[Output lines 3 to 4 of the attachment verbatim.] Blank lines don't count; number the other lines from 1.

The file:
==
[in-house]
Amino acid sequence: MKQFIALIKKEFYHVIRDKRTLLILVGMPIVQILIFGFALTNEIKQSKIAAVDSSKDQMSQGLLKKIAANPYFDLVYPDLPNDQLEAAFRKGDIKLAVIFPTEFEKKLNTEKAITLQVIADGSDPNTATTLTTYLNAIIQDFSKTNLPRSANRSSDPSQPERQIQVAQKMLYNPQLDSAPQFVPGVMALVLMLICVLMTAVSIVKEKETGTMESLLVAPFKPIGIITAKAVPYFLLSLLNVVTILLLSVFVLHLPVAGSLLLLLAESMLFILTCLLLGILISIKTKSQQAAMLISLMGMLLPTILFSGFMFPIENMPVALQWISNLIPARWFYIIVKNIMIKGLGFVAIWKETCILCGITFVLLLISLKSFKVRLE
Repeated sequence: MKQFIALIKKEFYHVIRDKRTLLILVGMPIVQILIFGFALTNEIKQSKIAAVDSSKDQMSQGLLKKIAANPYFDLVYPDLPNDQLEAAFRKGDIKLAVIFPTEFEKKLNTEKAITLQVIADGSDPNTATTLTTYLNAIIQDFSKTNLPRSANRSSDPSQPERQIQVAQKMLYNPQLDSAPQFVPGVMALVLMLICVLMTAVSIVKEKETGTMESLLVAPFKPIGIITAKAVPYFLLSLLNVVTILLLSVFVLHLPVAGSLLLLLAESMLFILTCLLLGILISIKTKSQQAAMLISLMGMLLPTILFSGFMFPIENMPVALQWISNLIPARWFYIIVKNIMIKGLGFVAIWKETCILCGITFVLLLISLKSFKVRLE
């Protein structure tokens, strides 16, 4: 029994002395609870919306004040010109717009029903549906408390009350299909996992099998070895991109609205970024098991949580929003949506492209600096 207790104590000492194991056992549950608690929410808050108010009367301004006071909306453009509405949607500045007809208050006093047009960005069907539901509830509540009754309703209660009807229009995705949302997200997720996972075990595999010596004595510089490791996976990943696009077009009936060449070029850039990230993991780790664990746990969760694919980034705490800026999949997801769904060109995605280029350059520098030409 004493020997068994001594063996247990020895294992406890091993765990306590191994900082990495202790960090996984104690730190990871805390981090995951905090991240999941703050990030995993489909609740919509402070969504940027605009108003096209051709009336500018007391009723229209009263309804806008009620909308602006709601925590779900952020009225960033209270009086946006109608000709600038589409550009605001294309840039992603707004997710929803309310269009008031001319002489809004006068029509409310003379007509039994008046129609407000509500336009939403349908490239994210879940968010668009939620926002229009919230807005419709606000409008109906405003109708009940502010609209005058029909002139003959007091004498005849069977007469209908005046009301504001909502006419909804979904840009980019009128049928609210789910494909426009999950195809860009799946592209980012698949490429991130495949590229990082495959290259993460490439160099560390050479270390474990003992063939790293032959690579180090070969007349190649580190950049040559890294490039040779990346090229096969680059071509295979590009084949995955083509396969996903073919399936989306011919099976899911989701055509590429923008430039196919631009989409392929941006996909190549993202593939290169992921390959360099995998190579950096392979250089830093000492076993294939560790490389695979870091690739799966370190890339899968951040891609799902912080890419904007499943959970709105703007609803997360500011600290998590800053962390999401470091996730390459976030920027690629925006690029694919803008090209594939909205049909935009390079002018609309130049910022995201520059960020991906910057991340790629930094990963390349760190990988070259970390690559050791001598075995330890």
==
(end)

Repeated sequence: MKQFIALIKKEFYHVIRDKRTLLILVGMPIVQILIFGFALTNEIKQSKIAAVDSSKDQMSQGLLKKIAANPYFDLVYPDLPNDQLEAAFRKGDIKLAVIFPTEFEKKLNTEKAITLQVIADGSDPNTATTLTTYLNAIIQDFSKTNLPRSANRSSDPSQPERQIQVAQKMLYNPQLDSAPQFVPGVMALVLMLICVLMTAVSIVKEKETGTMESLLVAPFKPIGIITAKAVPYFLLSLLNVVTILLLSVFVLHLPVAGSLLLLLAESMLFILTCLLLGILISIKTKSQQAAMLISLMGMLLPTILFSGFMFPIENMPVALQWISNLIPARWFYIIVKNIMIKGLGFVAIWKETCILCGITFVLLLISLKSFKVRLE
């Protein structure tokens, strides 16, 4: 029994002395609870919306004040010109717009029903549906408390009350299909996992099998070895991109609205970024098991949580929003949506492209600096 207790104590000492194991056992549950608690929410808050108010009367301004006071909306453009509405949607500045007809208050006093047009960005069907539901509830509540009754309703209660009807229009995705949302997200997720996972075990595999010596004595510089490791996976990943696009077009009936060449070029850039990230993991780790664990746990969760694919980034705490800026999949997801769904060109995605280029350059520098030409 004493020997068994001594063996247990020895294992406890091993765990306590191994900082990495202790960090996984104690730190990871805390981090995951905090991240999941703050990030995993489909609740919509402070969504940027605009108003096209051709009336500018007391009723229209009263309804806008009620909308602006709601925590779900952020009225960033209270009086946006109608000709600038589409550009605001294309840039992603707004997710929803309310269009008031001319002489809004006068029509409310003379007509039994008046129609407000509500336009939403349908490239994210879940968010668009939620926002229009919230807005419709606000409008109906405003109708009940502010609209005058029909002139003959007091004498005849069977007469209908005046009301504001909502006419909804979904840009980019009128049928609210789910494909426009999950195809860009799946592209980012698949490429991130495949590229990082495959290259993460490439160099560390050479270390474990003992063939790293032959690579180090070969007349190649580190950049040559890294490039040779990346090229096969680059071509295979590009084949995955083509396969996903073919399936989306011919099976899911989701055509590429923008430039196919631009989409392929941006996909190549993202593939290169992921390959360099995998190579950096392979250089830093000492076993294939560790490389695979870091690739799966370190890339899968951040891609799902912080890419904007499943959970709105703007609803997360500011600290998590800053962390999401470091996730390459976030920027690629925006690029694919803008090209594939909205049909935009390079002018609309130049910022995201520059960020991906910057991340790629930094990963390349760190990988070259970390690559050791001598075995330890």